Angels Shortstop Tommy Field Breaking Out


August 4, 2013; Anaheim, CA, USA; Los Angeles Angels second baseman Tommy Field (12) misses fielding ground ball in the third inning against the Toronto Blue Jays at Angel Stadium of Anaheim. Mandatory Credit: Gary A. Vasquez-USA TODAY Sports

Of all professional baseball leagues, AAA is perhaps the most unique. It is a strange amalgamation of young stud prospects, desperate for any shot in the majors, tired and old former all stars, still clinging to their last drops of baseball talent, and then the elusive in-betweeners: the players too old to be classified as prospects, yet who were never quite skilled enough to make the big league club. Most of these guys skate by for a few years at this level, perhaps even garnering a cup of coffee at the show, before finally sizzling out and retire from an unmemorable career. But occasionally, a player finds his way through the woodwork, and despite having been deemed mediocre long ago, finds himself as a productive major league player. After launching a series-winning playoff homer last night, Salt Lake Bees shortstop Thomas Field may soon become one of those players.

Drafted by the Rockies out of Texas Tech in the middling rounds of the draft, the 24th to be precise, when few if any major leaguers are taken, Field was a modest prospect from the start. Only one other major league shortstop has ever been taken in that round, former Giants power hitter, and suspected steroid user, Rich Aurilla. That was over 20 years ago.

From then on, Field had an unspectacular minor league career. Being a college draft choice, Thomas, or Tommy as he is often known, was expected to rise through the minors quickly. To the contrary, Field struggled through his first major league season while playing against much younger, A ball competition. He hit only .257 with little on base ability, while showing none of the at least average power he displayed when drafted. The next two years were of some improvement for the young shortstop, as he put up an .863 and .795 OPS in A+ and AA ball, respectively. But while his power numbers were good, enough to even earn him a brief September call up, they could be readily discounted due to the notoriously strong hitting environments he played in. Not to be discredited, however, was the fact that he was named the Rockies’ best defensive infielder, highlighting a glove that may earn him a spot in the majors shortly.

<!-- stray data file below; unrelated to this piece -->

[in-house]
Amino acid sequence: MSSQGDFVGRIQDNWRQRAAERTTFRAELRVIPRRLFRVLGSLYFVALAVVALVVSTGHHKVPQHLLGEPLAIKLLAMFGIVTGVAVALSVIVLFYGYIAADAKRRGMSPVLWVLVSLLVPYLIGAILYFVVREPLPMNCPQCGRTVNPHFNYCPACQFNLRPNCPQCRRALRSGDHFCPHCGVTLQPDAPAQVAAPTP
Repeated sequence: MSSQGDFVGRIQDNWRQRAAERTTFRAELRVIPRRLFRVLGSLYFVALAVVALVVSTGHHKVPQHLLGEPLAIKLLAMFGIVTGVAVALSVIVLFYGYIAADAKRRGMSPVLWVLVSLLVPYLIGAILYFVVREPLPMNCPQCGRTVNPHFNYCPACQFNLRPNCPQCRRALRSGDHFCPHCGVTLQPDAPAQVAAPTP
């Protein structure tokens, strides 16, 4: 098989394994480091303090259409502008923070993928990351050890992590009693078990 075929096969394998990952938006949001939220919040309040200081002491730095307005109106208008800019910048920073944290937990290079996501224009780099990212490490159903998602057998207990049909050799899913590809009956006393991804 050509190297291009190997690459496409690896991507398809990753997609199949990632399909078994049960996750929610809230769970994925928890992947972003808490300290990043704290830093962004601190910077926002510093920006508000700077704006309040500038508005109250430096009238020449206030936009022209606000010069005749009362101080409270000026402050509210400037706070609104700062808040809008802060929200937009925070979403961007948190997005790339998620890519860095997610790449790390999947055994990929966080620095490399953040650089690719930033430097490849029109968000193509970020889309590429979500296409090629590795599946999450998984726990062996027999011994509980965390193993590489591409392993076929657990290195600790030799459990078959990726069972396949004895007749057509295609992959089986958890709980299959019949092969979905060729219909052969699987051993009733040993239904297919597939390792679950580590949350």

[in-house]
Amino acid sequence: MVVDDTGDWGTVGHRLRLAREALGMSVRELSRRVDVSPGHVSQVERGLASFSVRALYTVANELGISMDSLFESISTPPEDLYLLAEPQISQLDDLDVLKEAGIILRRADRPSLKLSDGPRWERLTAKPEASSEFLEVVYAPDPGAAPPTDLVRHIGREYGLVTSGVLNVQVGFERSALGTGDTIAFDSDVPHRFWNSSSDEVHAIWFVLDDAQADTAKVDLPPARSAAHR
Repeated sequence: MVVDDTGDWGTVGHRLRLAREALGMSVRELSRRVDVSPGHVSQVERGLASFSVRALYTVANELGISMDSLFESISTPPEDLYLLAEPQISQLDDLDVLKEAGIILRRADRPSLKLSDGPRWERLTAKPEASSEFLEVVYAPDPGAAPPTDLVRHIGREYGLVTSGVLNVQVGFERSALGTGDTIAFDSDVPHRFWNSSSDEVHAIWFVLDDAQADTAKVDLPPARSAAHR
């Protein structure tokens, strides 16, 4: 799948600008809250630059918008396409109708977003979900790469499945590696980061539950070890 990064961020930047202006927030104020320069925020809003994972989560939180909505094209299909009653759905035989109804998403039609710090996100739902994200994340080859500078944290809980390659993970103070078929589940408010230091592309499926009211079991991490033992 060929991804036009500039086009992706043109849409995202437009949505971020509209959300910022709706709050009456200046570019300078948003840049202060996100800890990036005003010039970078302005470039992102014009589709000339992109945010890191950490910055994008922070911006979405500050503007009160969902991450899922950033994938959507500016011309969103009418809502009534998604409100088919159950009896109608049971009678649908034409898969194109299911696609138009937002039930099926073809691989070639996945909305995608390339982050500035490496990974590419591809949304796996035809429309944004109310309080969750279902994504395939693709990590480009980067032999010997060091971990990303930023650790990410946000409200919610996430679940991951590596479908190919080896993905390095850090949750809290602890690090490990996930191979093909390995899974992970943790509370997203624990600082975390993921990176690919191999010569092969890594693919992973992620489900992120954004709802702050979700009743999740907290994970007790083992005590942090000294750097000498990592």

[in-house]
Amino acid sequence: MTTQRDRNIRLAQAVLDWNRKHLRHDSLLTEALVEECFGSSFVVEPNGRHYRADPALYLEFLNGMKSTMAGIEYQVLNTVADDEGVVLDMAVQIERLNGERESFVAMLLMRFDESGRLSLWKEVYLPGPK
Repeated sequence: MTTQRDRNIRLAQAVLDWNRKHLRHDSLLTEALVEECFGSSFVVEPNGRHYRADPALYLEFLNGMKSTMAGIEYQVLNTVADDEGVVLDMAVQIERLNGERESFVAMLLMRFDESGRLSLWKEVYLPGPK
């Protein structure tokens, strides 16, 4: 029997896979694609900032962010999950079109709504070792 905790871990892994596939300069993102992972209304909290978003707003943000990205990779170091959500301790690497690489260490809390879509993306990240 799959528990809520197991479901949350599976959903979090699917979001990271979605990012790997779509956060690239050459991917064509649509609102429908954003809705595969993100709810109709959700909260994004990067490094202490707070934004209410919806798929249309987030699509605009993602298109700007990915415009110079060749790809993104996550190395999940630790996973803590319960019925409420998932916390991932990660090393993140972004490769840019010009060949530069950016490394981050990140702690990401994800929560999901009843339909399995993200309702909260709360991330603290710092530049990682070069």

After struggling to a .314 OBP and .271 SLG in his short major league addition, Field, then 25, had a terrible 2012, hitting .246 with only 8 home runs at AAA, prompting the Rockies to give up on him, place him on waivers, and allow the Twins to pick him up. He didn’t last long with them either, as he was placed on waivers by Minnesota and shipped off to Anaheim. His career suddenly had all the makings of a journeyman, AAA infielder.

Then something miraculous happened; Tommy Field started hitting. After batting a pedestrian .239 through an injury riddled first two months of the season, the young journeyman just took off in the summer. He bopped to  a .309 average with six home runs in June, a .367 average with three home runs in July, and a .333 average with two home runs in August. Even more telling was his peripherals as he boasted a major league ready 36:46 BB/K ratio,  leading to a .400+ on base percentage and a .900+ OPS in each month. His final line for the year came out to a career best .303/.391/.484 (AVG/SLG/OBP). His game changing playoff home run last night was just an icing on the cake. And while the PCL, the Bee’s AAA league, may inflate some offensive numbers, these statistics are too gaudy to discount.

With fluid range, a quick glove, and a solid arm at short, the suddenly hard hitting 26 year old may have played his way into the Angels future. This is a team in a rebuilding mode, an organization set to auction off Howie Kendrick and Erick Aybar in the offseason, and Field may have just found himself in the perfect position to possibly take his spot.